A measure intended to create a center to provide educational, recreational, vocational and other assistance for the elderly blind and partially sighted in the San Fernando Valley was vetoed Monday by Gov. George Deukmejian.
The bill, which passed the Legislature with little opposition, would have required the state Department of Aging to develop a pilot project in the Valley "to identify and address the unique and special needs of older persons who are blind or partially sighted."
The department would have had until Feb. 1, 1989, to submit a plan to the Legislature.
In his veto message, Deukmejian called it premature to establish such a mandate, which would cost an estimated $350,000 in its first year. Rather, the initiative should be submitted in the proposed 1989-90 state budget to allow officials to "review the relative merits of this program in comparison with all other funding projects," he said.
The bill was introduced by state Sen. Alan Robbins (D-Van Nuys) after he realized that there was no program specifically for those who become blind later in life. And existing services for the blind are often geographically dispersed, said Bob Hayes, a consultant to the Senate Select Committee on Governmental Efficiency.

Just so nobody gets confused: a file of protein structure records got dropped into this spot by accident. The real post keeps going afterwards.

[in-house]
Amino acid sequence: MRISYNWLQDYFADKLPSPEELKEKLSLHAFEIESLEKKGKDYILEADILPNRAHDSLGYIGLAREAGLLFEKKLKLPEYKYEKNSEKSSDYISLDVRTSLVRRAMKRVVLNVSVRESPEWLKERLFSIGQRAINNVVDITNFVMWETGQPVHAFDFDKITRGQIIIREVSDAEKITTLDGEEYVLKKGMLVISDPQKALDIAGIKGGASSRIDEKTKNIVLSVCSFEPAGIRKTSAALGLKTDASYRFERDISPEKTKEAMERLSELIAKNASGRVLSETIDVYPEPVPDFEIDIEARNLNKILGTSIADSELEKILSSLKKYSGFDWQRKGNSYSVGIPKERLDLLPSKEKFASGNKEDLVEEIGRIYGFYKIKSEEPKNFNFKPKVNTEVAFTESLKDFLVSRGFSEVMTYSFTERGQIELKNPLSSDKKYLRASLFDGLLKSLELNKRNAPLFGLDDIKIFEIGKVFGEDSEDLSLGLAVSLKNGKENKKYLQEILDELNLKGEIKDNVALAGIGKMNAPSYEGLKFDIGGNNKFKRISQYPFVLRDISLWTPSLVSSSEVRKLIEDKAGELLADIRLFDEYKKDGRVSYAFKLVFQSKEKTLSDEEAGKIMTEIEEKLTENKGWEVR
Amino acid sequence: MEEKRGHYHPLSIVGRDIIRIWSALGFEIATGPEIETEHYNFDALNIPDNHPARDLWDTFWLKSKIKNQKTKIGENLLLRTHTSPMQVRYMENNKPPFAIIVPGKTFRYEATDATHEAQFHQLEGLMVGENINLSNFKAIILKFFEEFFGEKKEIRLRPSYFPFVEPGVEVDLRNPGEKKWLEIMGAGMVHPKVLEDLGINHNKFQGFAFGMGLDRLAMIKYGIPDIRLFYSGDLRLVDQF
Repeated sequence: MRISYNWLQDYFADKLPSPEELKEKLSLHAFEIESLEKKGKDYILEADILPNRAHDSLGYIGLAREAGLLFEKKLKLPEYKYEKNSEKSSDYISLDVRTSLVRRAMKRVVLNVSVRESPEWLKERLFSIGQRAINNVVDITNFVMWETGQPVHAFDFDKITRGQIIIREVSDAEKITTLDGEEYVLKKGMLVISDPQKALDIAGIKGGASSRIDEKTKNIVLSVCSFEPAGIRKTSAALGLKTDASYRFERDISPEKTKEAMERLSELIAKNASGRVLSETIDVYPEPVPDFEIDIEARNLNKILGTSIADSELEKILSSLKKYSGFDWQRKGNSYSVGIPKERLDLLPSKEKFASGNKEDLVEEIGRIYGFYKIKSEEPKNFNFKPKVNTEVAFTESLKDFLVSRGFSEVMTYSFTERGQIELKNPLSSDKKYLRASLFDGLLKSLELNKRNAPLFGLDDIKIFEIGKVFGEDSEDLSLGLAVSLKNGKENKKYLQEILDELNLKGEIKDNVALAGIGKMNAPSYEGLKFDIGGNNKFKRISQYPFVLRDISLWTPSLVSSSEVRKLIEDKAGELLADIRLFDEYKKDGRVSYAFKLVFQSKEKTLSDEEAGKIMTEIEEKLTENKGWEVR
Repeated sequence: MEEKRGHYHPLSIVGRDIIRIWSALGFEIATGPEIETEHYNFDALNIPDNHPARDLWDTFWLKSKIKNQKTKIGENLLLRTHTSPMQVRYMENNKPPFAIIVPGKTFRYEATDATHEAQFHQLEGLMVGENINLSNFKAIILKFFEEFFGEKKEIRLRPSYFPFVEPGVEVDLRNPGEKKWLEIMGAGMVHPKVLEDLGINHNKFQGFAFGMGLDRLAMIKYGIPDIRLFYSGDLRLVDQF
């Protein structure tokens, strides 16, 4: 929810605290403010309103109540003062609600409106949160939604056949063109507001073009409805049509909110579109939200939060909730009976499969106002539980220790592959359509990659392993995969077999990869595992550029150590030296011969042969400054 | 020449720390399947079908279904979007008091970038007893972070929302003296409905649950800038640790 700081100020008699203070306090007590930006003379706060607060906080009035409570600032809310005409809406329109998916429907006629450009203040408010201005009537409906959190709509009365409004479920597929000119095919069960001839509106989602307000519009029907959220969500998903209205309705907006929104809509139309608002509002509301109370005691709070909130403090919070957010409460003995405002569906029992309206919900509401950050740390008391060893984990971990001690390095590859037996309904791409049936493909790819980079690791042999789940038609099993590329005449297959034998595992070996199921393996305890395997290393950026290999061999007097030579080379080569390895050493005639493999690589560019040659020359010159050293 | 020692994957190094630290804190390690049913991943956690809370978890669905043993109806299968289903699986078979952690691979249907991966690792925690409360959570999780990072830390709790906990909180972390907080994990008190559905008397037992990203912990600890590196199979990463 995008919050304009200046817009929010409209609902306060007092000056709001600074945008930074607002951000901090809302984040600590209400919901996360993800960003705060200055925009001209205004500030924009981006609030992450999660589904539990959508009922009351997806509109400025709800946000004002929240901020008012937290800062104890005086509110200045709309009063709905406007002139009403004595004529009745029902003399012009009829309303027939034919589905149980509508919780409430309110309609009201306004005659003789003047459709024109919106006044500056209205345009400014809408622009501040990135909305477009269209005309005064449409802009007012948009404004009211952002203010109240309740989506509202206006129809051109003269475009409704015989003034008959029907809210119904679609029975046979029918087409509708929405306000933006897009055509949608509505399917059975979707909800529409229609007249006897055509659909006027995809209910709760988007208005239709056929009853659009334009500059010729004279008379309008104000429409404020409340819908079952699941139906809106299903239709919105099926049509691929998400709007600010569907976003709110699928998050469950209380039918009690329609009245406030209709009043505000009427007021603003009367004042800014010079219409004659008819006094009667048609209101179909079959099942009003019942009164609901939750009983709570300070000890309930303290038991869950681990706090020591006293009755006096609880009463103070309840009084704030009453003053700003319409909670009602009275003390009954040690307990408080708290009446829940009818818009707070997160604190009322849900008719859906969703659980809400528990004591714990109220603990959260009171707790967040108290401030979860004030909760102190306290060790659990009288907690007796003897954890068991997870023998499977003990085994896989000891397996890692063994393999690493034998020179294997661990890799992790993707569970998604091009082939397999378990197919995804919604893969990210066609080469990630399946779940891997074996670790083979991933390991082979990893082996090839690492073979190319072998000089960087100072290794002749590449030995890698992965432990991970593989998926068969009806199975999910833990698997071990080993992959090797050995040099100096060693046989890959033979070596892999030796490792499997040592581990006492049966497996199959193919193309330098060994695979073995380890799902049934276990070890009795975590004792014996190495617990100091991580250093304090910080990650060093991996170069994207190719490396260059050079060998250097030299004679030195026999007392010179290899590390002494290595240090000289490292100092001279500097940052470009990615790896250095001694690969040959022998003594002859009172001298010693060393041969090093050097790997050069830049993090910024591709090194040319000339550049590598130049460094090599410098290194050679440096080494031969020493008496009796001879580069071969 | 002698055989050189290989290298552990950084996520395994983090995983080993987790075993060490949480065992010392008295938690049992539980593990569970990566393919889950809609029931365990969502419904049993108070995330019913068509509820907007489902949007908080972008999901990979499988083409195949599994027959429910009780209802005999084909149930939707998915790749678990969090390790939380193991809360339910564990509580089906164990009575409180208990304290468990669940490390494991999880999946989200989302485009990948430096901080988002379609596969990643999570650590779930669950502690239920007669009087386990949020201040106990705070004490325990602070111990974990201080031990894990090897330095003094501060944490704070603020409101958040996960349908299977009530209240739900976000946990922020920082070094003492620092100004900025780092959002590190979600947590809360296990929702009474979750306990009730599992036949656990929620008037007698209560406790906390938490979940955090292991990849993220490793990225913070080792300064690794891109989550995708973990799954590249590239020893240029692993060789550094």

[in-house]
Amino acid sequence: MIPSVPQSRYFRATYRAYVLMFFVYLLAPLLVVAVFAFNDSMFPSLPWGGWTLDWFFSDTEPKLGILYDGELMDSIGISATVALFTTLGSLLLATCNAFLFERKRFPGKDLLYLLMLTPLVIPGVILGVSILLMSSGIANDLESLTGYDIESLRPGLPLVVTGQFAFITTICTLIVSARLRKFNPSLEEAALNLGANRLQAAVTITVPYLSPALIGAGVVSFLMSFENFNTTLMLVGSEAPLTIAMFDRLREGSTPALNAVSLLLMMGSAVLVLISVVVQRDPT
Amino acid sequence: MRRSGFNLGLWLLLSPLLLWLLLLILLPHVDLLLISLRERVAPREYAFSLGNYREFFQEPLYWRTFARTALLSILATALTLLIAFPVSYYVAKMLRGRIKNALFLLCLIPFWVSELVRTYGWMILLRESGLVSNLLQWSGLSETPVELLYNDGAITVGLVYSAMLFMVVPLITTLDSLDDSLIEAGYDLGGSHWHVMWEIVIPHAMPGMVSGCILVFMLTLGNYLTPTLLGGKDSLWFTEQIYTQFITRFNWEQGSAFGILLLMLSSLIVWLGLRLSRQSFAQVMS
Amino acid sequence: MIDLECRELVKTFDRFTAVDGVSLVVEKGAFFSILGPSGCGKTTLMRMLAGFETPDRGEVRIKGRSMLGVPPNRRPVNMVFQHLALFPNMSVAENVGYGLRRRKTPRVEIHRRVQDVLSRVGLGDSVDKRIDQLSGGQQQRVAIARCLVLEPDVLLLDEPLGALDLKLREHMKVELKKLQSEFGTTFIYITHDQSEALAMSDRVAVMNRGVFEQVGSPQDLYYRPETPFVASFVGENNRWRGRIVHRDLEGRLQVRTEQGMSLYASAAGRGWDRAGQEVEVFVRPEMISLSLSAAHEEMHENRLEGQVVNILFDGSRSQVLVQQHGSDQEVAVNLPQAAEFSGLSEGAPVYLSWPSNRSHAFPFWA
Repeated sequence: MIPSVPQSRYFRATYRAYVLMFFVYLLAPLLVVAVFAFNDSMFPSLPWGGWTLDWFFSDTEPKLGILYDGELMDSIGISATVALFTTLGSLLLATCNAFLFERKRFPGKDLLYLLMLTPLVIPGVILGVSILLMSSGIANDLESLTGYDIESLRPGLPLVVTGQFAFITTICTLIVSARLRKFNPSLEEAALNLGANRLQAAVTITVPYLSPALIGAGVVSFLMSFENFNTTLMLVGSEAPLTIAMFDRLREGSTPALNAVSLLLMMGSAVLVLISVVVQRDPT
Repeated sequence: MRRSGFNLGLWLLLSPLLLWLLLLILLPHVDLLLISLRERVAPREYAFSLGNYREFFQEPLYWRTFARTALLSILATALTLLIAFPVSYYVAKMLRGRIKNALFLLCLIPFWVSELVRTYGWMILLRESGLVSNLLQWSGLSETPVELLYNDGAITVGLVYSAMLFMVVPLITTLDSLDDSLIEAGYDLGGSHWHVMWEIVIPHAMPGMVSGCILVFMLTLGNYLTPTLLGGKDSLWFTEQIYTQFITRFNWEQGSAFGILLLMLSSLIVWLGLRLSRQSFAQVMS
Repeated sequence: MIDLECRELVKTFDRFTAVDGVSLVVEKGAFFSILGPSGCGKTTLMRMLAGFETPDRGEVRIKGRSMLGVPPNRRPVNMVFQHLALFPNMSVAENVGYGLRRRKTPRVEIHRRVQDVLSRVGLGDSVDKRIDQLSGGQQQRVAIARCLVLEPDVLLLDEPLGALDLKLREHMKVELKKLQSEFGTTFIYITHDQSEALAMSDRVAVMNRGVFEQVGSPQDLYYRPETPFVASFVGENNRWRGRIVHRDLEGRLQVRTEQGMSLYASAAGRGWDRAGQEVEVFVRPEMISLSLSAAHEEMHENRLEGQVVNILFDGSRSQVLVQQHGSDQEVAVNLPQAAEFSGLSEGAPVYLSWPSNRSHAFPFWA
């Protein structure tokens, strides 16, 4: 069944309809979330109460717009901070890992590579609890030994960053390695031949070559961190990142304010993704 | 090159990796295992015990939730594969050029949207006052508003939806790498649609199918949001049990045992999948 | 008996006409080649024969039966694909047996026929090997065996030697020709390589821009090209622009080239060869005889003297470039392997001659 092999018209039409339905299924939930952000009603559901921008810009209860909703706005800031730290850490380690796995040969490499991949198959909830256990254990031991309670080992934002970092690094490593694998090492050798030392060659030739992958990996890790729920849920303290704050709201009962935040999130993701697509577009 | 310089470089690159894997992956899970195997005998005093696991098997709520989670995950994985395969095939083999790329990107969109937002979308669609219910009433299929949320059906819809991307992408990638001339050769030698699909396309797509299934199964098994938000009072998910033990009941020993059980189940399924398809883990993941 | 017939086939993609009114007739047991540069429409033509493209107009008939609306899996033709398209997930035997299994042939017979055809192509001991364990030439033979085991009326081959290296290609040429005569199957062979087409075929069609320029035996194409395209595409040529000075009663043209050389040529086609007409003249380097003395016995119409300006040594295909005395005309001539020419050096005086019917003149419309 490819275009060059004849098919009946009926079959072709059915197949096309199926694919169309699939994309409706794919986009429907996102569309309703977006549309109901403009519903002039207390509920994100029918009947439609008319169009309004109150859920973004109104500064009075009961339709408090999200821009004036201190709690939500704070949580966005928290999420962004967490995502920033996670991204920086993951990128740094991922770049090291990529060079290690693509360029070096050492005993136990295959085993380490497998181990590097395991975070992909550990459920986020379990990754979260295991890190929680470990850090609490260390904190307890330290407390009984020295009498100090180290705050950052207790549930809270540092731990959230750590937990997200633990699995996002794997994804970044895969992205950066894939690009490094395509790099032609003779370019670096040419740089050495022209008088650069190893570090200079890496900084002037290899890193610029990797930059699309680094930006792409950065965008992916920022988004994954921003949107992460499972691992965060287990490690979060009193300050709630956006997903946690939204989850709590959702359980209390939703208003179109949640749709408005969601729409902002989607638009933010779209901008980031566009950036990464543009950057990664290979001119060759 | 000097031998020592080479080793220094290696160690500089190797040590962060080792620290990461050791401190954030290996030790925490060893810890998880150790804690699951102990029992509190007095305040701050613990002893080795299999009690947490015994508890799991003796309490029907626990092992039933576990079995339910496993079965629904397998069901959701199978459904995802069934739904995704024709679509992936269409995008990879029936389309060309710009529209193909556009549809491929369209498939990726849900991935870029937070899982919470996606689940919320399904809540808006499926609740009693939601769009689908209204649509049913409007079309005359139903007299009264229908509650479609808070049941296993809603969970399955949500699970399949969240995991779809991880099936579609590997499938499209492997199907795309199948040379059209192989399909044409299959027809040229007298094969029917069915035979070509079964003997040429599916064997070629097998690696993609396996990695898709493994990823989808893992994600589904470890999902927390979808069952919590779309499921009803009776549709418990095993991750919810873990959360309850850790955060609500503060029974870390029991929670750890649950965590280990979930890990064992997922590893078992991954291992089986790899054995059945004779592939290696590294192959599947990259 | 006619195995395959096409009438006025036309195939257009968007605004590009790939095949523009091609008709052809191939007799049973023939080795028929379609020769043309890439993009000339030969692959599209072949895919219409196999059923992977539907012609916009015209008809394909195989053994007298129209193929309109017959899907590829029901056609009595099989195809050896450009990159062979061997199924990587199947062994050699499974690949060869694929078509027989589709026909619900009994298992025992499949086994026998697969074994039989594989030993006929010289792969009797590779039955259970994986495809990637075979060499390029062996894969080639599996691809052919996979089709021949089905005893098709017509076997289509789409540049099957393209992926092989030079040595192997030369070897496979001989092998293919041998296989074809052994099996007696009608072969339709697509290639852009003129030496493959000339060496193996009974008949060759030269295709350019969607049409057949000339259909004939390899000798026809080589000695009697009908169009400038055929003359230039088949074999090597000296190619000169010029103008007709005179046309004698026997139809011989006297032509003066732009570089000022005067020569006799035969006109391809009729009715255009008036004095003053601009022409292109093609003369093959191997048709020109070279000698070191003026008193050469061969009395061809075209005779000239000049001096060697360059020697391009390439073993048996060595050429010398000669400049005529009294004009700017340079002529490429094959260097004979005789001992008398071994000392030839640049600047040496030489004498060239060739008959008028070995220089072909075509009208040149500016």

"No one really focuses on their needs exclusively and all of their needs," Hayes said of the elderly blind.
"What we envisioned here was one center for all of the services to help all of the blind . . . particularly seniors, with all of the services under one roof: vocational, social, counseling, Braille training and sight improvement for the partially sighted."
The Valley was chosen as the site for the pilot project because Robbins had established the need for such a program in his district, Hayes said. If the project proved successful, it would have been replicated elsewhere in the state.
Hayes said he plans to meet with the Department of Aging, which has acknowledged the need for such a program, "to see if they have some direction they might suggest to us."